Haemorrhoidectomy is the surgical resection of the haemorrhoids. General anaesthesia or raquianaesthesia is used to avoid pain. The incisions are performed in the tissue surrounding the haemorrhoids. The protruding haemorrhoid vein is ligated to prevent bleeding, and the haemorrhoid is excised. The surgical plague may be sutured or left open. Sterile dressing is applied onto the wound. The surgical intervention may be performed with a knife, a power tool (electrocautery tool) or using laser devices.
There is a procedure using circular stapling to excise the haemorrhoids and suture the wound, without any incision. Through this procedure, the haemorrhoid is lifted and stapled back into the anal canal. This procedure is referred to as haemorrhoidopexy. People opting for this method may experience less pain than those opting for the traditional intervention, but it is, however, more costly and involves a higher relapse risk.
What to expect after the surgical intervention:
Recovery takes approximately 2-3 months. Immediately after the surgery, when you still are under the effect of the anaesthesia, you will be administered a local long-acting anaesthetic, which ensures a postoperative pain management of approx. 6-12 hours. If you are not admitted overnight, you will only be dismissed from hospital after the effect of the anaesthesia disappears and you urinate. Urinary retention may also occur as a consequence of an edema in the tissue or of a spasm in the pelvic muscles. We recommend that you ask someone to accompany you.
- you may feel pain after the surgery. If your physician recommended anti-inflammatories, please take them as prescribed. Ask your doctor what OTC drugs you should take;
- bleeding is a normal symptom, especially upon the first postoperative stool;
- in the first postoperative days, drink liquids and eat low fibre content foods (rice, bananas, toast, apple juice). After this period, you may resume your normal diet and gradually increase the fibre intake;
- you may use analgesics before and after the stool, to alleviate pain;
- ice packs in the anal area may help reduce swelling and pain;
- warm water sitz baths help alleviate pain and muscular spasms;
- some physicians may recommend antibiotics (such as metronidazole) after the surgery, in order to prevent infection and alleviate pain;
- physicians recommend laxatives to facilitate defecation. The pressure during defecation may cause haemorrhoid relapse;
- postoperative follow-up visits are generally performed after 2-3 weeks;
The necessity of the surgical intervention:
Haemorrhoidectomy is recommended for:
- very large internal haemorrhoids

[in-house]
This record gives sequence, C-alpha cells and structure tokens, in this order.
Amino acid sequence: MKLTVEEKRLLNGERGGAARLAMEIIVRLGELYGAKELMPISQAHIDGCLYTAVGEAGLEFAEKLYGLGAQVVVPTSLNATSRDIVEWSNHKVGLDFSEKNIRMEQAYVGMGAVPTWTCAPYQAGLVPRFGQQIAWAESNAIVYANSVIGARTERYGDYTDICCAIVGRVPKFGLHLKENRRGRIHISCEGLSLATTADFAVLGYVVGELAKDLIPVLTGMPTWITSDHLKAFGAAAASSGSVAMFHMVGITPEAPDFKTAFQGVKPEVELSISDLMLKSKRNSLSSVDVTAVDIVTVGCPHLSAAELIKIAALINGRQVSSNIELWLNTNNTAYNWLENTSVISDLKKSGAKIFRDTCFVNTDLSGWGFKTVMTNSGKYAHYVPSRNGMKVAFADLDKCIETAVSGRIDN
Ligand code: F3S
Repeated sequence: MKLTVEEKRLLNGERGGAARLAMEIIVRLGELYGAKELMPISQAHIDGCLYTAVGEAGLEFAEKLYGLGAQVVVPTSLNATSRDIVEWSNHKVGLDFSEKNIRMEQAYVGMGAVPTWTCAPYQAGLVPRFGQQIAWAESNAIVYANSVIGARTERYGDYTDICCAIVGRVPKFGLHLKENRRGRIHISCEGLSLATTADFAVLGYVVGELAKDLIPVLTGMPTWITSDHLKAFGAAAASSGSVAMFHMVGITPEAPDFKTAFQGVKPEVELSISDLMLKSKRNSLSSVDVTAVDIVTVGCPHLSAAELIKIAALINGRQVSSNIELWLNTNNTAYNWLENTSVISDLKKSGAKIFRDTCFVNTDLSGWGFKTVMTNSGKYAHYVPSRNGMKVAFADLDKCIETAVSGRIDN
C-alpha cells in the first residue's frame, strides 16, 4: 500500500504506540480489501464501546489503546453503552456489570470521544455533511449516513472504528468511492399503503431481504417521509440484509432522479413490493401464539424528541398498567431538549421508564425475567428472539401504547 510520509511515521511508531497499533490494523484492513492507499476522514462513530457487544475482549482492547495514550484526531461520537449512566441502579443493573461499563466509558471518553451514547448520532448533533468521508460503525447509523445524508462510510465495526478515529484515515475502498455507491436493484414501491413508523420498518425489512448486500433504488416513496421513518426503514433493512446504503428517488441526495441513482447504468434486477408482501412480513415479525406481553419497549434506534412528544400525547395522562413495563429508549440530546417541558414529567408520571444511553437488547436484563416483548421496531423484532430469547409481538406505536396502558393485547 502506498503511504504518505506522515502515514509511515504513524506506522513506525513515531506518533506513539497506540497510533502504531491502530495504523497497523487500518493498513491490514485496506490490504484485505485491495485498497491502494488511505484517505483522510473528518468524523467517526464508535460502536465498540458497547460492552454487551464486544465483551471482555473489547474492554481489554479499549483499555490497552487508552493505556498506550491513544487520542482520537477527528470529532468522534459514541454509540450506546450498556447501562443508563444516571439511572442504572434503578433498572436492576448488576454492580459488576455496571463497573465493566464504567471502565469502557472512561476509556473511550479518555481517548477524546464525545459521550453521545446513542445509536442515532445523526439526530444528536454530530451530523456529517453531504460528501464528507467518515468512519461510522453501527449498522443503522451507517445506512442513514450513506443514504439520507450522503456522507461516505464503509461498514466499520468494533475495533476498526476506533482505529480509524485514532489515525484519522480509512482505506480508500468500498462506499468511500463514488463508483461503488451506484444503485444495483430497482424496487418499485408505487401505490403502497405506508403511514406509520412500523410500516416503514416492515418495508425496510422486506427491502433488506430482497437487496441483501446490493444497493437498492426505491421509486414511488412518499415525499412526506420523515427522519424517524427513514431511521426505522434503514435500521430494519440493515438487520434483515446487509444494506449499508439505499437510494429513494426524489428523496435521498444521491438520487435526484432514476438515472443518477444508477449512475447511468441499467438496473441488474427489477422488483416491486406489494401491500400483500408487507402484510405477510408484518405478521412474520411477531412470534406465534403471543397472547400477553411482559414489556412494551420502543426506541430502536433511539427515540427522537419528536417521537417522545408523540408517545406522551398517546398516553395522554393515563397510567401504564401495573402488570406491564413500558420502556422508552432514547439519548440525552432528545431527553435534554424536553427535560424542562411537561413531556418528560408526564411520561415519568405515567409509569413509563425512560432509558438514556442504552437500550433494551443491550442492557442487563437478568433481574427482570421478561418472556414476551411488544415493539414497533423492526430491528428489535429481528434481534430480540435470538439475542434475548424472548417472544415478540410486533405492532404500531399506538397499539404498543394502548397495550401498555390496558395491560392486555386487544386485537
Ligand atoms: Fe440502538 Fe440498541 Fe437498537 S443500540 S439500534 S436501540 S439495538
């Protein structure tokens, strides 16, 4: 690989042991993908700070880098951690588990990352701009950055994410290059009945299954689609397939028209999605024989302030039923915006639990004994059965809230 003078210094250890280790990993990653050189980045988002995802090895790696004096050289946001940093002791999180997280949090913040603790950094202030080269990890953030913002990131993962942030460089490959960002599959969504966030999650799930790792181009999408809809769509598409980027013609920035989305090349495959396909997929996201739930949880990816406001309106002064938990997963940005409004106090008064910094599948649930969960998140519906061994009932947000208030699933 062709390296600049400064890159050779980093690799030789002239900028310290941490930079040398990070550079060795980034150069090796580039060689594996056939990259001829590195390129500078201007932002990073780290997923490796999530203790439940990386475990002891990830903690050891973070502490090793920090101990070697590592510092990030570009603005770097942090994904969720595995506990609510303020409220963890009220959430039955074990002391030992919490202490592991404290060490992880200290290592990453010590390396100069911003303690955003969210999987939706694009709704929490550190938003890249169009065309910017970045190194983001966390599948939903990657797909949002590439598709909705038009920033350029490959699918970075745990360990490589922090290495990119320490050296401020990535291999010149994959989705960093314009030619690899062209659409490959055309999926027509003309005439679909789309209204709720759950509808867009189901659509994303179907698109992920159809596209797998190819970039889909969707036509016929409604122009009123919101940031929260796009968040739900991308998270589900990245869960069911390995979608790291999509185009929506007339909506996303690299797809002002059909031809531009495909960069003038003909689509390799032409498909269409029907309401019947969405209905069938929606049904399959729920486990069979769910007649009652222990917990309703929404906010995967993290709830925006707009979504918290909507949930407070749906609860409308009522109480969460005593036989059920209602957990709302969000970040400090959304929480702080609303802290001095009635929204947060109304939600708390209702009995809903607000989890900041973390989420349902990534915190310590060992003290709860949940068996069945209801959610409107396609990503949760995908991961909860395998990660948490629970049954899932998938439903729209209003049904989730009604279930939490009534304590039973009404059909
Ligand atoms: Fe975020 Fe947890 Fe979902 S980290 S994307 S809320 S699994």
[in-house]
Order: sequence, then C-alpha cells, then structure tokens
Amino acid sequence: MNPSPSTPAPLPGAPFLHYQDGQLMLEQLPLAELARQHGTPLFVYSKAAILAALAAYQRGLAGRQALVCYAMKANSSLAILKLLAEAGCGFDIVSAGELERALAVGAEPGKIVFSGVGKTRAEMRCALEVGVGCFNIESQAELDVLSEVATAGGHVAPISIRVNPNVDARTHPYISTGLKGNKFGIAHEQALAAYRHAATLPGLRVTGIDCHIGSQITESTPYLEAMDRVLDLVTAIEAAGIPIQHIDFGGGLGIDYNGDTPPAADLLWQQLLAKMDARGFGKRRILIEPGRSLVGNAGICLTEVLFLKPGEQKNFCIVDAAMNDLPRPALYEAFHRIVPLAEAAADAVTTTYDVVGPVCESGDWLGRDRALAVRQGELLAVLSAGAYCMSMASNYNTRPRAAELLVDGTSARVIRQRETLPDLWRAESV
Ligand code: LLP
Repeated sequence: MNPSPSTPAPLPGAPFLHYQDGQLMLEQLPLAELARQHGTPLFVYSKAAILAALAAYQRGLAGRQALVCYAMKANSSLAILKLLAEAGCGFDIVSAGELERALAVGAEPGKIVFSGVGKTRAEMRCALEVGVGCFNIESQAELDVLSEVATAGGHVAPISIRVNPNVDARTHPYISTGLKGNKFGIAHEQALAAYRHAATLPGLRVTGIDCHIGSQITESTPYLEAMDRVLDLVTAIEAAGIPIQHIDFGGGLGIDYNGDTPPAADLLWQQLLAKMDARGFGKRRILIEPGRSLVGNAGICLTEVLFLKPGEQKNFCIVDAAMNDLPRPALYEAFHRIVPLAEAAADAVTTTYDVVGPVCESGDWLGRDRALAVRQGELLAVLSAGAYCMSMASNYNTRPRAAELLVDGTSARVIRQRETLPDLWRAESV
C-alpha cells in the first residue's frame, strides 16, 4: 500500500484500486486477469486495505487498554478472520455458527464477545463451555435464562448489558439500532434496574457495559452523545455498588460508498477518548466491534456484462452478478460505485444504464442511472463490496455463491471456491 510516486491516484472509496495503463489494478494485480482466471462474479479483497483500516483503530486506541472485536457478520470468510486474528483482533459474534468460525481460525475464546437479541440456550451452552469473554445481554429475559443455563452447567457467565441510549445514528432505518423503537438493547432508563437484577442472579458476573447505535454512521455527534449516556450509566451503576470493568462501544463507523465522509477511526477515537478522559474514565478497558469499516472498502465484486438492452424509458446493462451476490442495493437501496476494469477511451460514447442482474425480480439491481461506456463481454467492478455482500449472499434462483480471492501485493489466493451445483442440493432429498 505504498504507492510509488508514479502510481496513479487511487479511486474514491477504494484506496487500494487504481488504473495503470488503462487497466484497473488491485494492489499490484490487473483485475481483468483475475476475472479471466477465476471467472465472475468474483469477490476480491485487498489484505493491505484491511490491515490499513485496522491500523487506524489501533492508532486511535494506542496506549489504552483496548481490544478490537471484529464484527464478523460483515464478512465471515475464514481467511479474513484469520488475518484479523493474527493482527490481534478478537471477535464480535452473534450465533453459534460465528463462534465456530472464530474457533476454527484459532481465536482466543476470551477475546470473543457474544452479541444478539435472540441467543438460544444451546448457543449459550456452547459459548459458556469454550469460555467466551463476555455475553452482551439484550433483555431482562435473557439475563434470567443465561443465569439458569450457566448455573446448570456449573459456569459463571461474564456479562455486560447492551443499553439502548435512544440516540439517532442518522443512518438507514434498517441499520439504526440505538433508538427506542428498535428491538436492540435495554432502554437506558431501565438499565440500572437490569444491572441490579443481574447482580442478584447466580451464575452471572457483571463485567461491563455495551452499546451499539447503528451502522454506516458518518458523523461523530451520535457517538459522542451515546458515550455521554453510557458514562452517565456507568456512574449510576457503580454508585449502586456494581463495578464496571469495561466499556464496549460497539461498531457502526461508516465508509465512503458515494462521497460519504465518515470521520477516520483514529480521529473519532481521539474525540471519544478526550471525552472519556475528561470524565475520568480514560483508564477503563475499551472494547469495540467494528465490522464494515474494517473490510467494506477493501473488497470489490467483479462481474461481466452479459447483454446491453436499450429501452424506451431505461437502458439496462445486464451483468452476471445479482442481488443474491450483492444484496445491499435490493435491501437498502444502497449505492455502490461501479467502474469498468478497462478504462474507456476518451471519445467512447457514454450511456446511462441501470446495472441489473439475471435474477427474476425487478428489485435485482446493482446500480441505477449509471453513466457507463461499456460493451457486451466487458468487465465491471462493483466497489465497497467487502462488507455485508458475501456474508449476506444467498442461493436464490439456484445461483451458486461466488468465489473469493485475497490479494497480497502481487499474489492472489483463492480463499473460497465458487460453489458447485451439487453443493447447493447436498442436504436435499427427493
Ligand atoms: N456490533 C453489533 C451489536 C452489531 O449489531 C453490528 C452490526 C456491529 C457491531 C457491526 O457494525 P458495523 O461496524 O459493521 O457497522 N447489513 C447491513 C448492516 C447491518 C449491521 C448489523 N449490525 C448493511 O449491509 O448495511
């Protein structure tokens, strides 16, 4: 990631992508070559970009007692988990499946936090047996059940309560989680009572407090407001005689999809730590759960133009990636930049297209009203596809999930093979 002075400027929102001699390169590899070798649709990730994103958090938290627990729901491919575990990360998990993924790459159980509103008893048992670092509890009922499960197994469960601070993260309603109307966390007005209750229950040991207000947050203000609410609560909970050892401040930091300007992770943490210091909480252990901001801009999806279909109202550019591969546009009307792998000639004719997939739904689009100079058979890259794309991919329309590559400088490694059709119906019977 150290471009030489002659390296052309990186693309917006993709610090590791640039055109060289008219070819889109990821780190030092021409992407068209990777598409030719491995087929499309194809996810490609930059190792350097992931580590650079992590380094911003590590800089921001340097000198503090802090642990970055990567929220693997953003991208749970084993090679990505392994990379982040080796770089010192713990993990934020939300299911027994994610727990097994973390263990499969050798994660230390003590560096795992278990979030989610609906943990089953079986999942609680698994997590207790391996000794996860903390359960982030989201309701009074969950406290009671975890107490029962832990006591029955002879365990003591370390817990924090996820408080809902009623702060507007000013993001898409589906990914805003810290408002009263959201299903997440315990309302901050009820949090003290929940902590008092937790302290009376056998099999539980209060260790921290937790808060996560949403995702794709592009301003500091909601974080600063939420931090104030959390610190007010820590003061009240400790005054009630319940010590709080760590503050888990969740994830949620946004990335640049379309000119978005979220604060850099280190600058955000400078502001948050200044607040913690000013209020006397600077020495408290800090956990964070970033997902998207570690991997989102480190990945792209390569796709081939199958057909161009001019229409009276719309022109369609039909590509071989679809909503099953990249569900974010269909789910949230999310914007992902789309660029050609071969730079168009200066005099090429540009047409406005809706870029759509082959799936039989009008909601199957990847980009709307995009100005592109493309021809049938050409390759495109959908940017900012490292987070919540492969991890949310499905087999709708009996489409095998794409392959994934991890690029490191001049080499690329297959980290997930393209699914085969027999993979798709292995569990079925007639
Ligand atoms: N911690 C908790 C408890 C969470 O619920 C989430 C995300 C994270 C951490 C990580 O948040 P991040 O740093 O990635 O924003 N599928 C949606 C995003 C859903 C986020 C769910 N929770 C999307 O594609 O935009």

- internal haemorrhoids with post-non-surgical treatment symptomatology
- large external haemorrhoids that cause significant discomfort and do not allow for proper local hygiene
- other haemorrhoid treatments (such as rubber band ligation) that had no results.
The efficiency of the surgical intervention:
Surgery generally cures haemorrhoids. The long-term success of the surgery largely depends upon the patients’ ability to change their diet and intestinal transit, so as to avoid constipation and defecation pressure. Approximately 15% of the cases relapse.
Pain, bleeding and urinary retention are the most frequent secondary effects of haemorrhoidectomy.
Other relatively rare risks are:
- anal bleeding;
- accumulations of blood at the surgery site (hematoma);
- fecal and urinary incontinence;
- stool blocked on the anal canal (obstruction, occlusion);
- narrowing (stenosis) of the anal canal;
- haemorrhoid relapse;
- an abnormal passage (fistula) between the anal-rectal canal and another area;
- rectal prolapse, which represents the protrusion of the rectal mucous membrane through the anus.
The success of the haemorrhoidectomy largely depends upon the patients’ ability to change their diet, in order to facilitate defecation. Haemorrhoidectomy may offer better long-term results than the procedures interrupting the blood flow towards the haemorrhoids (fixative procedure). The surgery is more expensive, it involves higher risks and it generally is more painful.
The condition of most internal haemorrhoids is improved (they become smaller and the discomfort disappears) through home treatment or modern therapies. As compared to the surgical intervention, modern treatment procedures involve a lower risk, less pain and require a shorter interruption of the daily activities or work. Surgical intervention is recommended for small internal haemorrhoids (only in the case of associated large internal haemorrhoids or internal and external haemorrhoids).
Laser treatments are recommended as fast healing and less painful alternatives, but neither of these statements is proven, and these methods also are more costly than the traditional ones. The procedure lasts longer and may cause tissue lesions.